Focus group of Ohio Trump voters: Do you believe him or Comey on this Russia stuff?

It’s too soon for polls gauging reaction to Comey’s testimony yesterday but the clip below that’s being circulated by the RNC gives you a clue how it’ll go, in case there was a shred of doubt.

This, from John Podhoretz, captures the dynamic succinctly:

And of course the left would be arguing the “it wasn’t obstruction!” position. The smartest knock on Comey in the clip comes from two guys who wonder why, if he was so bothered by Trump’s request for loyalty and pressure over Mike Flynn, he didn’t speak up and tell him directly that it was improper. That was a mistake, one that lends itself to the theory that he cared more about protecting his job than reining in the president, although I think it can be explained in terms of the dynamics of a superior/subordinate relationship. When your boss asks you to do something shady, do you get in his face or do you say nothing and ignore him in hopes that he won’t ask again — especially if what he’s asking isn’t clearly illegal? It’s not so much a matter of Comey being desperate to keep his job, I think, since he’ll make more in the private sector than he would at the Bureau. It’s a matter of not knowing how to respond in the moment when an authority, who in this case happens to be the world’s most powerful person, surprised you by requesting something improper. The shock plus the sense of your own subordination plus the impulse towards “politeness” in what had been a friendly interaction can lead you to freeze.

On the other hand, is Comey above lying? Read this, in which he claimed yesterday contra available evidence that his only knowledge of the grounds for Jeff Sessions’s recusal came from Sessions’s public statements. Was that faulty memory or something worse?

In any case, the “Comey should have thwarted Trump’s bad impulses” defense smells a lot like Paul Ryan arguing yesterday that we can’t be too hard on the guy since he’s new to politics and doesn’t understand how government ethics work yet. In both cases, Trump is held to a lower standard than the people around him. Somehow, to the focus-group panelists, it’s the recipient of the improper request who’s to blame for not defusing the situation rather than the president who made it. If Comey had confronted Trump and told him that his loyalty/Flynn requests were plainly wrong, and then Trump fired him, how many Republicans would have sided with Comey even then?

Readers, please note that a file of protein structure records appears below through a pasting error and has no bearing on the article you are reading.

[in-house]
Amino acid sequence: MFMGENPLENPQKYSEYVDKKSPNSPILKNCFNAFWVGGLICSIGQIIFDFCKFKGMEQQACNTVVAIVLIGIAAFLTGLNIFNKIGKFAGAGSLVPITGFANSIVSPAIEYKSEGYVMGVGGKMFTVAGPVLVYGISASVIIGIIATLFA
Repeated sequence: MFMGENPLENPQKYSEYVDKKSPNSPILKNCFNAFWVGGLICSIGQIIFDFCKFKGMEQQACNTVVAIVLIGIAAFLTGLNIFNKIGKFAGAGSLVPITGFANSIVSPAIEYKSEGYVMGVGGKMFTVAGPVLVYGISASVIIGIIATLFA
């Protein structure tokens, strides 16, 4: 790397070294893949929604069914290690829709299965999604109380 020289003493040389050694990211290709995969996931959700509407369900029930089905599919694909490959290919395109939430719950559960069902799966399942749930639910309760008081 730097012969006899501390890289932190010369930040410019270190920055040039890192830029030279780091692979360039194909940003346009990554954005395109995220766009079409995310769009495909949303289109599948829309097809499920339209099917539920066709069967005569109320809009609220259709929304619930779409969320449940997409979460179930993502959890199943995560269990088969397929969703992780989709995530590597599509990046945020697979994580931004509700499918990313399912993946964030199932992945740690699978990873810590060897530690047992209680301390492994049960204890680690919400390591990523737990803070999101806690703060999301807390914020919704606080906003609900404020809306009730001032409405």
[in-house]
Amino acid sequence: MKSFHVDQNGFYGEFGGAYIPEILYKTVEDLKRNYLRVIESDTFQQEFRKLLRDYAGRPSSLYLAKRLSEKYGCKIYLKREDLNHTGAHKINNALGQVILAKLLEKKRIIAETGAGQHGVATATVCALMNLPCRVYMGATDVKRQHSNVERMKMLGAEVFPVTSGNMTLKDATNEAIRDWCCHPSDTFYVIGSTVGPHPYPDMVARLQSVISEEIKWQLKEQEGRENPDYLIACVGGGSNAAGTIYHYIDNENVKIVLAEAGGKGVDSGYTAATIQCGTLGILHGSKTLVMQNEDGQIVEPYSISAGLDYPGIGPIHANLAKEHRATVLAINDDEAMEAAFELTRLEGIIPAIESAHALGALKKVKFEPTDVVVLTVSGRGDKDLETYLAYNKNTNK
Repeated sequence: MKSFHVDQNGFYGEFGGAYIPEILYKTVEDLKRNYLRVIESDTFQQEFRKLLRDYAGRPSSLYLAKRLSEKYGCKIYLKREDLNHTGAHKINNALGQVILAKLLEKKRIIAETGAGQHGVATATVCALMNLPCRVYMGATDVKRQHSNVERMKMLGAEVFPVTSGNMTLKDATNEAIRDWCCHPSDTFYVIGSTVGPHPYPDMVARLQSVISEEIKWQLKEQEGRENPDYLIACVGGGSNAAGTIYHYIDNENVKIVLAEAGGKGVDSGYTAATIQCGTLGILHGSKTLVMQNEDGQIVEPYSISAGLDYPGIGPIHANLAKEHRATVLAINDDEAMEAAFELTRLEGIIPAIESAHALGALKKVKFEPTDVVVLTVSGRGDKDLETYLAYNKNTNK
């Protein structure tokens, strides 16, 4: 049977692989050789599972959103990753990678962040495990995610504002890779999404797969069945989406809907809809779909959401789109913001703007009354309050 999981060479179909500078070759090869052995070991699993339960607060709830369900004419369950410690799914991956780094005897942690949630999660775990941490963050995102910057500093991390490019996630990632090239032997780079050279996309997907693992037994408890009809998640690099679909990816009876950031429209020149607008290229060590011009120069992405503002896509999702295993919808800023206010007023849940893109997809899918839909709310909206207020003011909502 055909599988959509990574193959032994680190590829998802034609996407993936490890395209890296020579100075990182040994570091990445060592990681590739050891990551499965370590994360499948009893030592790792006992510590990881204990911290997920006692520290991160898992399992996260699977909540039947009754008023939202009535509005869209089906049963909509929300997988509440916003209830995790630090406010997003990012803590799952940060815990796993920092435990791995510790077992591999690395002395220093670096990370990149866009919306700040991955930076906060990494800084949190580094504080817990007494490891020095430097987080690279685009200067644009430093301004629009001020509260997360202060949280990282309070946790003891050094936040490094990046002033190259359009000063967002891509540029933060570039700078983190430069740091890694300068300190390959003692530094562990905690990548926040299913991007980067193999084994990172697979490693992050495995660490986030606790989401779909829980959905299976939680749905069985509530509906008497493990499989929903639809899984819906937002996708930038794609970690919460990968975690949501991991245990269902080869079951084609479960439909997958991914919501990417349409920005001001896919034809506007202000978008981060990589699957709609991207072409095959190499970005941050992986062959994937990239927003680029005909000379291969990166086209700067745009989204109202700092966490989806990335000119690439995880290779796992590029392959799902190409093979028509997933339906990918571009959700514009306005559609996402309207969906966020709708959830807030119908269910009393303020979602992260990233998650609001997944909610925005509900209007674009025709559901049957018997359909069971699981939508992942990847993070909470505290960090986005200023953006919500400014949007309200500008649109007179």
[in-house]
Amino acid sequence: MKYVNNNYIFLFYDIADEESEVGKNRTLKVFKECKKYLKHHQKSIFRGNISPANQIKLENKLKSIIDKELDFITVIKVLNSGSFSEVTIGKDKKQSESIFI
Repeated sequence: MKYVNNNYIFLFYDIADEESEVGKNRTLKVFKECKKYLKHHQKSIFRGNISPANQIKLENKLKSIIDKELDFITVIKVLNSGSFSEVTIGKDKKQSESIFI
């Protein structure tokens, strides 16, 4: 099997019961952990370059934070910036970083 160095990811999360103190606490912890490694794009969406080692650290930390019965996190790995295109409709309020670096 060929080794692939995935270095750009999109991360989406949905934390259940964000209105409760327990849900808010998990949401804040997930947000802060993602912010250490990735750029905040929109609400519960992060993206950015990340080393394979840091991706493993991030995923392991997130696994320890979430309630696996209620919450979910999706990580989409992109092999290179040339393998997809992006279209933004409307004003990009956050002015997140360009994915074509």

Congressional Republicans are less loyal than the base, it seems:

Tellingly, the Republicans on the Senate Intelligence Committee paid no heed to the talking points distributed in advance by the Republican National Committee at the behest of the White House. Instead of attacking Mr. Comey’s credibility, as the R.N.C. and Donald Trump Jr. did, the Republican senators praised him as a patriot and dedicated public servant. They largely accepted his version of events, while trying to elicit testimony that would cast Mr. Trump’s actions in the most innocent light possible.

When CNN asks the focus-group panelists if they believe Comey lied at any point, several hands go up. When they ask if they believe Trump lied, no one — no one — agrees even though Team Trump lied as recently as yesterday afternoon in accusing Comey of leaking his memo to the Times before Trump tweeted about possibly having “tapes” of their chats. And that’s not the only potential lie that White House staff are worried about:

For their part, many of Mr. Trump’s aides were less than impressed by the public performance of Mr. Kasowitz, a lawyer based in New York who has earned the president’s respect and, for the moment, his situational obedience. A hastily drafted initial statement to the news media contained typos — “president” was misspelled — and he delivered it in a harried monotone, staring down at his text, to reporters gathered at the National Press Club…

Several current and former Trump aides said they were especially concerned about Mr. Kasowitz’s unqualified assertion that the president had “never told Mr. Comey, ‘I need loyalty, I expect loyalty,’” as Mr. Comey said on Thursday.

Trump allegedly said that during a dinner with Comey on January 27 in the Green Room of the White House, so there’s probably no recording that could prove or disprove it either way. Probably.

Exit question: Weren’t there more interesting focus groups CNN could have pulled together than this? Imagine asking nine Clinton voters to watch Comey’s testimony and sound off afterwards. On which side do you suppose they’d come down? Literally every person here answers in the affirmative when asked if they felt better about Trump after listening to Comey even though Comey made a point of calling Trump a liar, accused him of improperly (if not illegally) trying to influence an investigation, and suggested that the current Trump-appointed Attorney General might have concealed under oath yet another meeting he had with the Russian ambassador. It’s good that the media is trying to correct its neglect of middle-American opinion last year by doing stuff like this, but this borders on overcorrection. If you want a real middle-American take on Russiagate, pull nine people aside randomly and ask them about Trump and Comey. Likeliest response: “Who’s ‘Comey’?”